Chronicles one year in the life of the lead singer of Throwing Muses, where she handles her biopolar disorder, the band's rise to fame, and becoming pregnant.
The founder of a cult rock band shares her outrageous tale of growing up much faster than planned.
IN 1985, Kristin Hersh was just starting to find her place in the world. After leaving home at the age of fifteen, the precocious child of unconventional hippies had enrolled in college while her band, Throwing Muses, was getting off the ground amid rumors of a major label deal. Then everything changed: she was diagnosed with bipolar disorder and found herself in an emotional tailspin; she started medication, but then discovered she was pregnant. An intensely personal and moving account of that pivotal year, Rat Girl is sure to be greeted eagerly by Hersh's many fans.
Kristin Hersh has release more than twenty albums over the course of her career which have sold more than one million copies worldwide. She records solo, as well as with her bands Throwing Muses and 50 Foot Wave.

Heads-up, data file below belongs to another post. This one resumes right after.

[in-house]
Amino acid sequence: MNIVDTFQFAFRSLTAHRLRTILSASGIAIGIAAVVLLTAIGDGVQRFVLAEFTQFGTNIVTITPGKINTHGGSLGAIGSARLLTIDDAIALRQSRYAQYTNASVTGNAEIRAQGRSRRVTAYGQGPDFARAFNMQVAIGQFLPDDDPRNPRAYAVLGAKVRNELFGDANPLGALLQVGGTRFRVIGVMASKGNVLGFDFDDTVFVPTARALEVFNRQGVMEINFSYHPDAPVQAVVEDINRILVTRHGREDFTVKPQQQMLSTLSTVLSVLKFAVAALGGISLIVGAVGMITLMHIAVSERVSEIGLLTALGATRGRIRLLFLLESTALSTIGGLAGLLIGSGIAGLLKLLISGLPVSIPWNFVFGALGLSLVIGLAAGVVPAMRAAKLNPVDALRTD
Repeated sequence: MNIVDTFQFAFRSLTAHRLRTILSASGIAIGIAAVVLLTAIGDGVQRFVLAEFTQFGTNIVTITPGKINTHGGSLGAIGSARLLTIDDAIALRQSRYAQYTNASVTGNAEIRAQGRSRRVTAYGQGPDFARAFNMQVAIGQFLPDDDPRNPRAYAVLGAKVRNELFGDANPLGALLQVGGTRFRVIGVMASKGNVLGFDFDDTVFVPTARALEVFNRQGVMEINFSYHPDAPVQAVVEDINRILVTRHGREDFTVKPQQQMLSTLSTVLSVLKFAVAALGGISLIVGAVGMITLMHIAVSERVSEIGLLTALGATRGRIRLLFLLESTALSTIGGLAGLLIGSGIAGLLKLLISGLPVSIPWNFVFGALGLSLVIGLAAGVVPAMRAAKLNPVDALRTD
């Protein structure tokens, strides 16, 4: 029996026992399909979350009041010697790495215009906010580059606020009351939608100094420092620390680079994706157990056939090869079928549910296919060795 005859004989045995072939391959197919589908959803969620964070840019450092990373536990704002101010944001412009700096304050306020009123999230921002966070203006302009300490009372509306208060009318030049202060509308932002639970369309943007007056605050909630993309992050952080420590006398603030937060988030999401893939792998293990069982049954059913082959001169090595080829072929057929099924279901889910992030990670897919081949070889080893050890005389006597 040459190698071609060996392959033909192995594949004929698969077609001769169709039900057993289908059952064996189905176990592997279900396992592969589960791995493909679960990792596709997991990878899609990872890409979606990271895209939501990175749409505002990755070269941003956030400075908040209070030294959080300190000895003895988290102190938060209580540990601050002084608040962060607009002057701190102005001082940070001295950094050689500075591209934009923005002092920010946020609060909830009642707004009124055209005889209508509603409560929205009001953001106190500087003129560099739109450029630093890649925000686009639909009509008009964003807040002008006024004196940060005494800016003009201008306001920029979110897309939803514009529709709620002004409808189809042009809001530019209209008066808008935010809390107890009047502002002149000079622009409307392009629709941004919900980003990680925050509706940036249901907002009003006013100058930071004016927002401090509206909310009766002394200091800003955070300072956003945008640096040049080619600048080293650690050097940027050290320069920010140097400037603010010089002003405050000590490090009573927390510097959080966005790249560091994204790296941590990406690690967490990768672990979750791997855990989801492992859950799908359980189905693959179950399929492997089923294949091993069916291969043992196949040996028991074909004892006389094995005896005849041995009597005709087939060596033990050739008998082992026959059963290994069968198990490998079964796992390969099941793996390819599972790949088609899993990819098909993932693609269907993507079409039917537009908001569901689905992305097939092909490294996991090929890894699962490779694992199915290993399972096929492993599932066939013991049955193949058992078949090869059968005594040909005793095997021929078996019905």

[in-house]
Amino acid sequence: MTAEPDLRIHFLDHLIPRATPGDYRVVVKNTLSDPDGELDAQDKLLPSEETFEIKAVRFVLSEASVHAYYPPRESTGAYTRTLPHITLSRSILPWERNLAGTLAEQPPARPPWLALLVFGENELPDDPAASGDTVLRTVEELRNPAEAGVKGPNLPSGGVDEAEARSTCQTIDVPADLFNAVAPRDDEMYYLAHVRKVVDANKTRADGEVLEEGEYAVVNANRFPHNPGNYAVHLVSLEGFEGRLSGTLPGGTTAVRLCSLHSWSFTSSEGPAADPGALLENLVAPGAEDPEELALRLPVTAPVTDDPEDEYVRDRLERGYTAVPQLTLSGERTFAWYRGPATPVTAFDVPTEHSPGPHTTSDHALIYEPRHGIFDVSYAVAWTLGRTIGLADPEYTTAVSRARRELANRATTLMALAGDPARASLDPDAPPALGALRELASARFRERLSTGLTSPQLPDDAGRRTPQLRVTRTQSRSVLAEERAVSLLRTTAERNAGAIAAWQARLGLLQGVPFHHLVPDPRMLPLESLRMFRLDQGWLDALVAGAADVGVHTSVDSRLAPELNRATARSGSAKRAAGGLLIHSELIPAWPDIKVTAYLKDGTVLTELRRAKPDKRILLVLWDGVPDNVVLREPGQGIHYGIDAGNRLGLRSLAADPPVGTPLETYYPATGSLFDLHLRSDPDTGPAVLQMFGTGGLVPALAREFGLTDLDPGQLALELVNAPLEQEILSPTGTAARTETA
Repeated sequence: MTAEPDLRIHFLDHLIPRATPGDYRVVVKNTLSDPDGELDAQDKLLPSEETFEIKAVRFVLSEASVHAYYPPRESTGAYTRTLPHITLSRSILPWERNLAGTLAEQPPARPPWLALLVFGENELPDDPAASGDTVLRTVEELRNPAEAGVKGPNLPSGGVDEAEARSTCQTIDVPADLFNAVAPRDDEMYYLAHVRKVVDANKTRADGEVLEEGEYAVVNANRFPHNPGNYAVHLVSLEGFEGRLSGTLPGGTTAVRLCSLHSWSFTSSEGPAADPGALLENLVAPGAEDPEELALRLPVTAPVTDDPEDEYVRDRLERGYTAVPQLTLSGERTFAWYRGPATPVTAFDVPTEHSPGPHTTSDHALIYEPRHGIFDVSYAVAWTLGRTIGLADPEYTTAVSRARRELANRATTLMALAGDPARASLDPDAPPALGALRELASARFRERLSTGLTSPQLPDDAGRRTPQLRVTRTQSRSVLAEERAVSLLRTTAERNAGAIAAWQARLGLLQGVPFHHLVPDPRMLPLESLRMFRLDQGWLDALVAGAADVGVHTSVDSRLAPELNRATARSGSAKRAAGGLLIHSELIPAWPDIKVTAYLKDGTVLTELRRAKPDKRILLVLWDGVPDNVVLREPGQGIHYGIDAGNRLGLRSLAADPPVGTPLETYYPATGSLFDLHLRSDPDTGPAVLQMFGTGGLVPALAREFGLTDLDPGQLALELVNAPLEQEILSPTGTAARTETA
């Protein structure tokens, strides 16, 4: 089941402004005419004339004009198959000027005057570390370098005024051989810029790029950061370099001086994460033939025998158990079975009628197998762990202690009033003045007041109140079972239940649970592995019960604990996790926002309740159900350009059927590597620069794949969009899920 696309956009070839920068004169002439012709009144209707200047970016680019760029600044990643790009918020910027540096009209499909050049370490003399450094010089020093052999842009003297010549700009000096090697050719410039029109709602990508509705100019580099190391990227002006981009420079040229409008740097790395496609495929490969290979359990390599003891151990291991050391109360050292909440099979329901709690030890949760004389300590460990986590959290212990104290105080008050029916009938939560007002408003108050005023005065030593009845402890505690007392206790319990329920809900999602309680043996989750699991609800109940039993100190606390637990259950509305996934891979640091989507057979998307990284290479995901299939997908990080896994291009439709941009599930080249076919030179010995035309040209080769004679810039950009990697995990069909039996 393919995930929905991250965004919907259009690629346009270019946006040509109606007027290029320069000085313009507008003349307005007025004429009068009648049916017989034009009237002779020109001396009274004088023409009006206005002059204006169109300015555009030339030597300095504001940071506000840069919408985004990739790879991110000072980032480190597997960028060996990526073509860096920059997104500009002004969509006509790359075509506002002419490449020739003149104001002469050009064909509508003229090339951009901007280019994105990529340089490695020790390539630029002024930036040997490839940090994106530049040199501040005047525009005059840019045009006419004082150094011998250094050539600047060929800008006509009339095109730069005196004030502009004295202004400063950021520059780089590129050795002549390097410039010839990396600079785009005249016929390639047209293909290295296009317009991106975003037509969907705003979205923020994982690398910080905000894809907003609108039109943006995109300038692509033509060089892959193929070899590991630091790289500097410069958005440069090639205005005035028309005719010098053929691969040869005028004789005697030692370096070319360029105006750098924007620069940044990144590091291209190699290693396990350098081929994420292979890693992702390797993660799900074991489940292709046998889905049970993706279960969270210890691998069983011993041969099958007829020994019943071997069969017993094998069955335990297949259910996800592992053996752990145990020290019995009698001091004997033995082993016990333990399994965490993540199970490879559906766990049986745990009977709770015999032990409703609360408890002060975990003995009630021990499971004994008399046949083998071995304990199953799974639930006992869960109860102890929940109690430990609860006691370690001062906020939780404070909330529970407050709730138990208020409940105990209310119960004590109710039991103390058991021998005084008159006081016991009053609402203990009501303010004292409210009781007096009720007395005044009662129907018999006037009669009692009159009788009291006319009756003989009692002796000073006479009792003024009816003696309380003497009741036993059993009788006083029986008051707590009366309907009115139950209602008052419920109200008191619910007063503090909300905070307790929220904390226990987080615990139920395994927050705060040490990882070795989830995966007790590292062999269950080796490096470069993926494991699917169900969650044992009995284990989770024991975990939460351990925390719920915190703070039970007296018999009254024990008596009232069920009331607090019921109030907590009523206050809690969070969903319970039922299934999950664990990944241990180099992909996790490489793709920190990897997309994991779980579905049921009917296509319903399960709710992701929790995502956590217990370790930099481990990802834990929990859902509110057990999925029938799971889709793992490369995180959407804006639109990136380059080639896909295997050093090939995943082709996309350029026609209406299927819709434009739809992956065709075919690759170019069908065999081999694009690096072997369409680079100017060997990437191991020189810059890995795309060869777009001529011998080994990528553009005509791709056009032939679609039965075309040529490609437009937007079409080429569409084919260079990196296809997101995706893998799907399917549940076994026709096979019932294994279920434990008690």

Rat Girl is the story of a wide-eyed soul coming to maturity in the ridiculous cacophony of modern life. Although it is supposedly about what we call, for lack of a better term, 'manic depression, ' it has nearly no interest in such grim diagnostic thinking. It is instead awestruck - by music, feeling, perception, wild animals, mystery, dreams, 'the gorgeous and terrible things that live in your house.' It is an original beauty. Mary Gaitskill, author of Veronica and Don't Cry Sensitive and emotionally raw it is also wildly funny. Rob Sheffield, New York Times Book Review Funny, freaky, fidgety, Hersh's memoir is the book a fan didn't dare hope for: a beacon in a dark field, illuminating the mysterious and the mundane. Beautifully, honestly, written and as close as you will ever get to being in a Throwing Muses song. Wesley Stace, author of Misfortune and By George #8 on Rolling Stone s list of The 25 Greatest Rock Memoirs of All Time Her narrative voice is warm, friendly and surprisingly funny. Deep down it's a story about messed-up kids finding one other, starting a band, and accidentally scrounging up an audience of similarly messed-up kids. It belongs on the shelf next to Michael Azerrad's classic Our Band Could Be Your Life. Rolling Stone Ultra-vivid writing and intense honesty is what you'd expect from Kristin Hersh, one of America's finest songwriters. But Rat Girl is also a startlingly funny and touching memoir of her mid-Eighties moment as the bi- polar, pregnant, intermittently homeless frontwoman of a rising indie-rock band. It's a gripping journey into mental chaos and out the other side. Simon Reynolds, author of Rip It Up and Start Again: Postpunk 1978-84"